I recently discovered Bell’s FlatBlocker Tubes.  They’re extra thick tubes that already come with sealant inside.  They’re kind of tough to cram into a skinny tire.  I've broken a lot of tire levers trying.  But they might be the answer to my flat tire woes.  I put one in the back tire of one of my commuter bikes and didn’t have a flat all winter.  Now Mags’ Raleigh has one in the back tire too. 

Monday, March 17, 2008

A trip to the vet

In my ongoing effort to eliminate all possible excuses to you becoming a bicycle commuter, today I am going to shoot down your excuse that your cargo is too fragile to haul on two wheels.  To do so I had to enlist the help of my cat Fenton.

This somewhat cantankerous, absurdly aloof tabby is named after my paternal grandfather.  Like my grandfather, who was a strict vegetarian, Fenton likes vegetables, especially squash, peas and steamed carrots.  Oh, and he absolutely loves corn on the cob.  But Fenton's no vegetarian.  He occasionally likes to stalk the local game, particularly Starlings and Field mice, but he’ll eat whatever he can catch, especially if it has worms.  That’s what necessitated his going for a bike ride.  It was time again for his annual checkup and worm pill.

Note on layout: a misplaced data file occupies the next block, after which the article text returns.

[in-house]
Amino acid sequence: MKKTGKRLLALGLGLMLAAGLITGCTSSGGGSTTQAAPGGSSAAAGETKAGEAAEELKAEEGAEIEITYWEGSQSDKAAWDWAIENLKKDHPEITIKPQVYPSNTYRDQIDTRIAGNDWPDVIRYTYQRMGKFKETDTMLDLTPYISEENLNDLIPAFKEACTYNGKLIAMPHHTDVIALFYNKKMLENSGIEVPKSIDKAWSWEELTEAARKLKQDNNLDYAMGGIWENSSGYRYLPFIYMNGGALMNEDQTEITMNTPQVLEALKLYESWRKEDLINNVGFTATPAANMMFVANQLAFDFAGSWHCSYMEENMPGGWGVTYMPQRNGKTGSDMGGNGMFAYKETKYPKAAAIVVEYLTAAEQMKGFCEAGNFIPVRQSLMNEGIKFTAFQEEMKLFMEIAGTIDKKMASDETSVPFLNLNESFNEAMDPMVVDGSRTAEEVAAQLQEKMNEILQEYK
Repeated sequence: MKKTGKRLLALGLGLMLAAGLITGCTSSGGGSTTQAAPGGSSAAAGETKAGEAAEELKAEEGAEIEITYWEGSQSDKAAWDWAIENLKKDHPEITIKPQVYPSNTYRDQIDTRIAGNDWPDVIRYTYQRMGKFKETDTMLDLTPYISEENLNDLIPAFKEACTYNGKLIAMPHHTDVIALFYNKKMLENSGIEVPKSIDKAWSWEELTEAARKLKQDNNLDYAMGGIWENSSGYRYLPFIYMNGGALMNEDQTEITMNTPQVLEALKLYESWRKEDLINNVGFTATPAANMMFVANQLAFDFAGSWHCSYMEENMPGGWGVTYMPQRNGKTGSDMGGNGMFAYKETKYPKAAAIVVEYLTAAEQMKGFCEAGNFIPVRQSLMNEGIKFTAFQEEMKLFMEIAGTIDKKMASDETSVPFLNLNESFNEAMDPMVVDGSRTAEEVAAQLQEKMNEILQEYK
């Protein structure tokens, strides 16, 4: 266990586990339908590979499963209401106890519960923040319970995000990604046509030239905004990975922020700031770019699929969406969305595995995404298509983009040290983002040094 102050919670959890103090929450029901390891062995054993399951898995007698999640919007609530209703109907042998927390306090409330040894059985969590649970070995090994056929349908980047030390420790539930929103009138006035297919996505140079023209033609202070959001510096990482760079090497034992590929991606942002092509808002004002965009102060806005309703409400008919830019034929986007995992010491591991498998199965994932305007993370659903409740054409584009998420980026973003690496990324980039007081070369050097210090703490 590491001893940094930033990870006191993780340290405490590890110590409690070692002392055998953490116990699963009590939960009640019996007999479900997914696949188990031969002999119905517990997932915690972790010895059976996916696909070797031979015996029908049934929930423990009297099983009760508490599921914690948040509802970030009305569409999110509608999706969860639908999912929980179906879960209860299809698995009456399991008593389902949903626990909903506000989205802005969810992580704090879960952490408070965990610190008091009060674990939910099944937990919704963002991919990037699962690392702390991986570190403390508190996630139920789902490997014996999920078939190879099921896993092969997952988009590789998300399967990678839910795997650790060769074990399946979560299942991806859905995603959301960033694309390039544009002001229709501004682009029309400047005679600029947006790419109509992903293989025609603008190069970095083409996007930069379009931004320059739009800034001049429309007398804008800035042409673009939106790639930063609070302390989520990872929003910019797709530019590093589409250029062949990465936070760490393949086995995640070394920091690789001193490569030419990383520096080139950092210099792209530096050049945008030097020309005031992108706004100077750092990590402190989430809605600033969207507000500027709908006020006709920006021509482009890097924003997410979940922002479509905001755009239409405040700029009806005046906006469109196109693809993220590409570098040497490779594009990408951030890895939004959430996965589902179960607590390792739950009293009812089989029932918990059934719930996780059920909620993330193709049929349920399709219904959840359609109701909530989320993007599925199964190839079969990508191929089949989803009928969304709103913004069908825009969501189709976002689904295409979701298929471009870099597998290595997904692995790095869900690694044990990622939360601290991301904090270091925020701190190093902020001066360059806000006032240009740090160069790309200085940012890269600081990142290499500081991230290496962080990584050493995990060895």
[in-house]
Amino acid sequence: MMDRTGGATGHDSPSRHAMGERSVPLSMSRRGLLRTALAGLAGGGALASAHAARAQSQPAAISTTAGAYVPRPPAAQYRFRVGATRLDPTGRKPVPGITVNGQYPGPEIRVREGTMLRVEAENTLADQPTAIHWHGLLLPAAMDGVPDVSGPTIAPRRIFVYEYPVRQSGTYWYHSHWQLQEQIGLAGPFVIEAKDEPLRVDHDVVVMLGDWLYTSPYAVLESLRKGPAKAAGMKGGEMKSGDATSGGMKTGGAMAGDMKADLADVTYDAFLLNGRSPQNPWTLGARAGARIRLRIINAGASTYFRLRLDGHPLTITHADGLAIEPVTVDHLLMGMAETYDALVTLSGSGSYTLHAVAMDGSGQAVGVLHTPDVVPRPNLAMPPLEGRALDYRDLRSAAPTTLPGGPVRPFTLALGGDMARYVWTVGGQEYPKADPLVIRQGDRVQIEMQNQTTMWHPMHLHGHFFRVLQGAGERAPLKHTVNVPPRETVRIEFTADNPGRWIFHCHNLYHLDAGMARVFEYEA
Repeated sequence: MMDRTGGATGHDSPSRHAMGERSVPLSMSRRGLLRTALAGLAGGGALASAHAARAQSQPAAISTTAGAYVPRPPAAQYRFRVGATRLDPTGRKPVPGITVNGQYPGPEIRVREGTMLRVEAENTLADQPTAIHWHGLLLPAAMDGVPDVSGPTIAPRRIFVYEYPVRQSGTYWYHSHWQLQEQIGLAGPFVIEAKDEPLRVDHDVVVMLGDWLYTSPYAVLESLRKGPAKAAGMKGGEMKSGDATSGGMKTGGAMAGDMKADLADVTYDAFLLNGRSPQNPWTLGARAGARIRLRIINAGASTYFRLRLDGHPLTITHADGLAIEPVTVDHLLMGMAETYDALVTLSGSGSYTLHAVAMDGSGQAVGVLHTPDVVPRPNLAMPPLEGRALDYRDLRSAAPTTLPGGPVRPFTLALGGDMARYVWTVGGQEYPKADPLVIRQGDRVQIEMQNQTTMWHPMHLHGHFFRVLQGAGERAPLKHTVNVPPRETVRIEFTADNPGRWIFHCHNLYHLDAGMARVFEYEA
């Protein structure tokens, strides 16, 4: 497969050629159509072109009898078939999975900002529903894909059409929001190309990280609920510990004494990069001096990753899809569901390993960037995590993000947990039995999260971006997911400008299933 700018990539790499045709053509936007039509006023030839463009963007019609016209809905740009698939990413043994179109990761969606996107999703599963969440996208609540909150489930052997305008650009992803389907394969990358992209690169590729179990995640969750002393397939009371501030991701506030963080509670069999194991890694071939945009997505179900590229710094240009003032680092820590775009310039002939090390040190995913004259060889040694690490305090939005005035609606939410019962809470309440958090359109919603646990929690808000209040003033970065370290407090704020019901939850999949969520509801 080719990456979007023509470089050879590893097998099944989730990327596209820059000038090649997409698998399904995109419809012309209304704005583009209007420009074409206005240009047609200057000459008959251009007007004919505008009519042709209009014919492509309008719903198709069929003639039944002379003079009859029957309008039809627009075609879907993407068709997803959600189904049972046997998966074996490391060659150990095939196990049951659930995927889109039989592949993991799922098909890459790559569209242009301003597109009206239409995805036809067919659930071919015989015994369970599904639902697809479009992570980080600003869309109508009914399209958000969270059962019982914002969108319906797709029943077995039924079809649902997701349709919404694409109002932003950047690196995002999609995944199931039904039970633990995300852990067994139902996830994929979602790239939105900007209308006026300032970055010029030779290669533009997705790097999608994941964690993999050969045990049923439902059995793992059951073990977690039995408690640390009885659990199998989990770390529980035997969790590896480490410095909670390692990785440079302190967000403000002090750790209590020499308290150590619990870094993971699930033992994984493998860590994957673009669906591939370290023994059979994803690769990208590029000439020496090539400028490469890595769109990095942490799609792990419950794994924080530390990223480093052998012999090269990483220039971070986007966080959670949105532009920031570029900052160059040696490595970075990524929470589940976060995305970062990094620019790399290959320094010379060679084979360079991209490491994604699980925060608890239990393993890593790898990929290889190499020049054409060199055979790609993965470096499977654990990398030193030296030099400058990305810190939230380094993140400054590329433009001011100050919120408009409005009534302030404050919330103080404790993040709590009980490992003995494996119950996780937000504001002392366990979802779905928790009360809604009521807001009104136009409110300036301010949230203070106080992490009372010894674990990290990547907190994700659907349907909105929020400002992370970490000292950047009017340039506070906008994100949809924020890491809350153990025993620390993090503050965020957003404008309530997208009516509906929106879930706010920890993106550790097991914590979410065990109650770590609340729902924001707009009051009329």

Did Fenton like the ride?  Well, he disappeared for two days afterwards, but I suspect that was due to the eight inch rod the vet stuck up his rear to check for worms.

I should tell him to leave the Starlings alone.

Wednesday, March 12, 2008

The fourth lap